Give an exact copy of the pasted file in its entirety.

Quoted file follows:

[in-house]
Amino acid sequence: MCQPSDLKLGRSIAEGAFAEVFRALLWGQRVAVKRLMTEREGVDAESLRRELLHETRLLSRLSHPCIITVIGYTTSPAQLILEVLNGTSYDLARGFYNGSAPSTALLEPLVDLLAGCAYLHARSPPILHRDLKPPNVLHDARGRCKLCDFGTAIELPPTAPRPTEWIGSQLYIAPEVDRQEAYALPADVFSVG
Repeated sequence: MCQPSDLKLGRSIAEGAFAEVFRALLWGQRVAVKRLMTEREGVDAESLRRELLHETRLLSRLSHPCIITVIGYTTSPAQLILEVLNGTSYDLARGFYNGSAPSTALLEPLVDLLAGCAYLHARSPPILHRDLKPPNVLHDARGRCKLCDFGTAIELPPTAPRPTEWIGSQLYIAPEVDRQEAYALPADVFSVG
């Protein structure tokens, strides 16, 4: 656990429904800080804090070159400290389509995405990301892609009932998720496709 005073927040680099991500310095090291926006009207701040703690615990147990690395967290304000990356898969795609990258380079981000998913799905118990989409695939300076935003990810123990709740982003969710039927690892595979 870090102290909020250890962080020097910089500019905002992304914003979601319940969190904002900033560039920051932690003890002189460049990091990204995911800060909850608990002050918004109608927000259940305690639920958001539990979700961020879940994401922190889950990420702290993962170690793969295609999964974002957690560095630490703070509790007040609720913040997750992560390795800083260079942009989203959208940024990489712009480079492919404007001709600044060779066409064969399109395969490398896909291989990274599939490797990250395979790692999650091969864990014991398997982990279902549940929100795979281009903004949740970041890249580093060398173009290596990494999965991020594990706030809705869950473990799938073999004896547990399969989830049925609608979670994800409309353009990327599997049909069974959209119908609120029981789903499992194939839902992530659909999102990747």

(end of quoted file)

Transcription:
[in-house]
Amino acid sequence: MCQPSDLKLGRSIAEGAFAEVFRALLWGQRVAVKRLMTEREGVDAESLRRELLHETRLLSRLSHPCIITVIGYTTSPAQLILEVLNGTSYDLARGFYNGSAPSTALLEPLVDLLAGCAYLHARSPPILHRDLKPPNVLHDARGRCKLCDFGTAIELPPTAPRPTEWIGSQLYIAPEVDRQEAYALPADVFSVG
Repeated sequence: MCQPSDLKLGRSIAEGAFAEVFRALLWGQRVAVKRLMTEREGVDAESLRRELLHETRLLSRLSHPCIITVIGYTTSPAQLILEVLNGTSYDLARGFYNGSAPSTALLEPLVDLLAGCAYLHARSPPILHRDLKPPNVLHDARGRCKLCDFGTAIELPPTAPRPTEWIGSQLYIAPEVDRQEAYALPADVFSVG
């Protein structure tokens, strides 16, 4: 656990429904800080804090070159400290389509995405990301892609009932998720496709 005073927040680099991500310095090291926006009207701040703690615990147990690395967290304000990356898969795609990258380079981000998913799905118990989409695939300076935003990810123990709740982003969710039927690892595979 870090102290909020250890962080020097910089500019905002992304914003979601319940969190904002900033560039920051932690003890002189460049990091990204995911800060909850608990002050918004109608927000259940305690639920958001539990979700961020879940994401922190889950990420702290993962170690793969295609999964974002957690560095630490703070509790007040609720913040997750992560390795800083260079942009989203959208940024990489712009480079492919404007001709600044060779066409064969399109395969490398896909291989990274599939490797990250395979790692999650091969864990014991398997982990279902549940929100795979281009903004949740970041890249580093060398173009290596990494999965991020594990706030809705869950473990799938073999004896547990399969989830049925609608979670994800409309353009990327599997049909069974959209119908609120029981789903499992194939839902992530659909999102990747």